VGS(th). The graph of increasing VGS(t) seems to be
increasing linearly, but it is, in fact, an exponential curve
having a time constant of τ1 = RG(Cgs + Cgd1). As shown in
V DS ( on )
Figure 12.
VGS(t), IG(t), VDS(t), ID(t) When Turned On
© 2000 Fairchild Semiconductor Corporation
Rev. 1.0.5 • 9/4/13
t 3 ~ t4
Figure 13(a), VDS is still equal to VDD and ID is zero. The
MOSFET is still in the turn-off state.
t3 ~ t4 is the period where it operates in an ohmic region.
The VGS increases up to VGG with a time constant of τ2 =
RG(Cgs + Cgd2).
t 1 ~ t2
VGS increases exponentially, passing VGS(th), and, as VGS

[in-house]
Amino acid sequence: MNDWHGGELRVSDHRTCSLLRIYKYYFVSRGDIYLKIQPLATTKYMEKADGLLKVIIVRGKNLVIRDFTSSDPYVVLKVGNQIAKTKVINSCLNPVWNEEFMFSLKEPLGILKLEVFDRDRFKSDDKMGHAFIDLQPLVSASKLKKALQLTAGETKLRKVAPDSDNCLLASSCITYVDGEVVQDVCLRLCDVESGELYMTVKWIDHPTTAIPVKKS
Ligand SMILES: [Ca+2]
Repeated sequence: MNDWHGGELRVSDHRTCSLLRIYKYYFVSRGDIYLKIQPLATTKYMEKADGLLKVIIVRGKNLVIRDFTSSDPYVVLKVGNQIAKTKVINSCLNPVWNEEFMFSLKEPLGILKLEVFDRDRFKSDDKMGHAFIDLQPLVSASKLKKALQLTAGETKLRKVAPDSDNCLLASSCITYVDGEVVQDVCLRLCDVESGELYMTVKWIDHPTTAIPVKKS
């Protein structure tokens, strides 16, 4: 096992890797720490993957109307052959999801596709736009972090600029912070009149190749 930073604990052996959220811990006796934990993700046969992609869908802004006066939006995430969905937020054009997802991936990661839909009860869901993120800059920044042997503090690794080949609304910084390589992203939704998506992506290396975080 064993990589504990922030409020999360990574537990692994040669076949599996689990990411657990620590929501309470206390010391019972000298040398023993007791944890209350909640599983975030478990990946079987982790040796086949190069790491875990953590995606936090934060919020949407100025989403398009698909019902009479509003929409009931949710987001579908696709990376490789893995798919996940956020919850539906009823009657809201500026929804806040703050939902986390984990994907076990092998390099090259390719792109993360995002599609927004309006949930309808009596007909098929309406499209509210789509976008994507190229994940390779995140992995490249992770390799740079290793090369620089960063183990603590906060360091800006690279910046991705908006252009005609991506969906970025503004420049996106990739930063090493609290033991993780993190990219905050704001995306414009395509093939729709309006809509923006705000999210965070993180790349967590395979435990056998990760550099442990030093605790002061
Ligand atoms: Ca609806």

continues to increase, ID begins to increase and reaches full
load current (IO). So Va varies to IO condition in t2. When ID
is smaller than IO and when it is in a state where the DF is
being conducted, VDS maintains the VDD. Figure 14 shows
the voltage a little less than VDD. This is caused by the
voltage drop due to the existing inductance in the line.
5.3. Drain-Source On Resistance (RDS(on))
Figure 14 shows the VGS(t) measuring the Va variation in
accordance with iD conditions in turn-on state.
Figure 16. The Vertical Structure of a MOSFET
Showing Internal Resistance
Figure 14.
t 2 ~ t3
In a MOSFET, RDS(on) is the total resistance between the
source and the drain during the on state. It is an important
parameter, determining maximum current rating and loss.
To reduce RDS(on), the integrity of the chip and trench
technique are used. This can be stated as in Equation (5):
VGS(t) in Accordance with ID Conditions
VGS is a constant value in accordance with the transfer